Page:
This week West Coast Eagles forward Willie Rioli was dragged through the Darwin courts for possession of cannabis. But placing the AFL star in front of the magistrate was a knee-jerk reaction that does not yield any benefits for him or the wider community.
Although I have the highest expectations of Rioli and every other Indigenous person on the planet – not just those in the public eye – I am neither enraged nor disappointed by his recent actions.
To me, Rioli’s possession of cannabis is barely a sidebar to this story. And it is an abomination that for so many others, it has acted as the centrepiece.
The more I engage with this non-story, the more I realise that Rioli’s public persecution is less about his actions and more about Australia’s archaic love affair with public humiliation and carceral justice.
The essential elements of this story begin with the reality that federal and state governments have engineered a draconian society, in which an individual – Rioli – attends more funerals in the space of two years than his 38 games of football for the West Coast Eagles.
Unlike Rioli, I have never been directly exposed to such an amount of loss. However these snowballing levels of grief are commonplace for many Aboriginal communities across the country. The intensity of despair in the wake of such trauma is unimaginable to me but, as an Aboriginal person living in the colony, I can empathise with those seeking escapism in the pursuit of briefly feeling freedom’s embrace.
For many Aboriginal and Torres Strait Islander people, these glimpses of freedom have been sought and found on the sporting field – a sanctuary where we can momentarily emancipate ourselves from society’s suffocating limitations and self-actualise through creative expression.
Being caught in possession of cannabis – a drug that has been legalised for both medicinal and recreational use in countries like Canada, the US, Uruguay, Netherlands, Belgium, Mexico, Portugal and Spain – while in the midst of losing more of the most precious things that sustain you, demands the village’s warm embrace, not its vilification and abandonment.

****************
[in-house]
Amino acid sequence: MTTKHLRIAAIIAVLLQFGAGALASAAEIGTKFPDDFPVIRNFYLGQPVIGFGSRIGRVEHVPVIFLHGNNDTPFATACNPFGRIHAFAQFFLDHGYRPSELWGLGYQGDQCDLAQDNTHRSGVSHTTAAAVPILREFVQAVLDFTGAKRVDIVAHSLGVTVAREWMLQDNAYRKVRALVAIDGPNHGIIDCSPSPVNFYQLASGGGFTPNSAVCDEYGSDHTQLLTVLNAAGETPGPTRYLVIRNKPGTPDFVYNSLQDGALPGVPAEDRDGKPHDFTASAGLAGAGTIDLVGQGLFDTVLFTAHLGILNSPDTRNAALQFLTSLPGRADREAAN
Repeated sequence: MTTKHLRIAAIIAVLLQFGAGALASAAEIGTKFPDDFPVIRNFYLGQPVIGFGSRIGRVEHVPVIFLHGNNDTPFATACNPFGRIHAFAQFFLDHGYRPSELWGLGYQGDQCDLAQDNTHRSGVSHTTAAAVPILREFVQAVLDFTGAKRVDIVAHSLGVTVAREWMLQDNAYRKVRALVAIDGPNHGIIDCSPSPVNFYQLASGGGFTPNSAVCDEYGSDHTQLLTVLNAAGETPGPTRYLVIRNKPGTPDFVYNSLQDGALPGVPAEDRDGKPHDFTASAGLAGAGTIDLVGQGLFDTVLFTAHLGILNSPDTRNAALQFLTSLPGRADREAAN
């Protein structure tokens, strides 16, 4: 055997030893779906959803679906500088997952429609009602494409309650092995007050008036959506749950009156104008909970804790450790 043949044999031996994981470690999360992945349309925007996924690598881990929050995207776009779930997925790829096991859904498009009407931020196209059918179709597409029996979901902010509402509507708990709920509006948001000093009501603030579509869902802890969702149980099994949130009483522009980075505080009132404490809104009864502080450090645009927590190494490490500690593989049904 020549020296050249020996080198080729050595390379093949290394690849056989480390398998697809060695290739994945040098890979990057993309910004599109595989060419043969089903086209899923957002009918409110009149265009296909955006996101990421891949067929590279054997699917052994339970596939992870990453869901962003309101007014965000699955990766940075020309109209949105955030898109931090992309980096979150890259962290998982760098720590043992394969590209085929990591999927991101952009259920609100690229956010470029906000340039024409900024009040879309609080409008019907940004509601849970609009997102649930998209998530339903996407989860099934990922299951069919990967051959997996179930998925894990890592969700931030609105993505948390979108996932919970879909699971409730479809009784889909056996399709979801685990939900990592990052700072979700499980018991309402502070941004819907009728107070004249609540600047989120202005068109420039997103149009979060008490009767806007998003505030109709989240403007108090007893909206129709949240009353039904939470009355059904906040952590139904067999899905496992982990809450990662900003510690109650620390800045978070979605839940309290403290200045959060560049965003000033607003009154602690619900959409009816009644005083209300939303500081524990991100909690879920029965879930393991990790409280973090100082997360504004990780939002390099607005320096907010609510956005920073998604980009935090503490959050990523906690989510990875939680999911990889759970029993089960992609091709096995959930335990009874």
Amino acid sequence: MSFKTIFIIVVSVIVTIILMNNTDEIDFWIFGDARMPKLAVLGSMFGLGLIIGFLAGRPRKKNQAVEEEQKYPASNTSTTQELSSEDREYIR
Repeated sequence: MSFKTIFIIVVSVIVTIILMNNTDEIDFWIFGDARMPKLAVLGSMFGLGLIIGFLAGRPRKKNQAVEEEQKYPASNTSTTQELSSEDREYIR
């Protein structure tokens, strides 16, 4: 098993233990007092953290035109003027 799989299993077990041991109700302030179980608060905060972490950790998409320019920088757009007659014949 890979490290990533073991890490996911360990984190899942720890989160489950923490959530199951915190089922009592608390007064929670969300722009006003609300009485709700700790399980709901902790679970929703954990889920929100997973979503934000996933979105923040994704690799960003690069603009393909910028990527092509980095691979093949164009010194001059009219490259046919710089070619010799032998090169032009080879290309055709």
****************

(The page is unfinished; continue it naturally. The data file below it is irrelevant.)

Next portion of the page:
As recommended by both the 1991 Royal Commission into Aboriginal deaths in custody and 2017 Royal Commission into the protection and detention of children in the Northern Territory, Aboriginal people should be redirected towards successful community diversion programs instead of being funnelled into the courts.
As the most incarcerated group of people on the planet, it is well documented that Aboriginal people are subjugated to the full wrath of the justice system – regardless of the severity of the alleged offence.
Data shows that Aboriginal people who are found carrying non-indictable quantities of cannabis are pursued through the courts at a far higher rate than the non-Indigenous population. It also shows that police are more likely to issue cautions to non-Indigenous people and that once in the courts, Aboriginal people are more likely to receive a significantly harsher punishment than their non-Indigenous peers for the same offence.
The routine nature of placing Rioli in front of a judge as a first resort, not last, is a by-product of having the most police per capita, the seventh fastest prison spending growth rate in the OECD and a fetishisation of criminalising Aboriginal people.
As Rioli needlessly faced the court, only a couple of hundred metres away, the Northern Territory government were meeting their “tough on crime” rhetoric with tyrannical legislation that directly contradicts the recommendations of the 2017 Royal Commission into the protection and detention of children in the Northern Territory.
The newly passed legislation gives police unprecedented powers, makes it harder for children to receive bail (effectively removing the presumption of innocence), minimises access to diversion programs which reduce offence rates by 70% and expands the operational capacity of the oppressive Don Dale Detention Centre – despite the Chief Minister and Royal Commission demanding, and Michael Gunner agreeing, that it should be closed down.
There is a multiplication of problems that deserve our increasingly limited attention spans and growing disgust. Willie Rioli isn’t one of them.
It is now up to the football community’s imagination, or lack thereof, to decide what is next for Rioli. I personally will not be holding my breath as the industry, much like Australian society, has a long history of abandoning those that are in need of its support and care.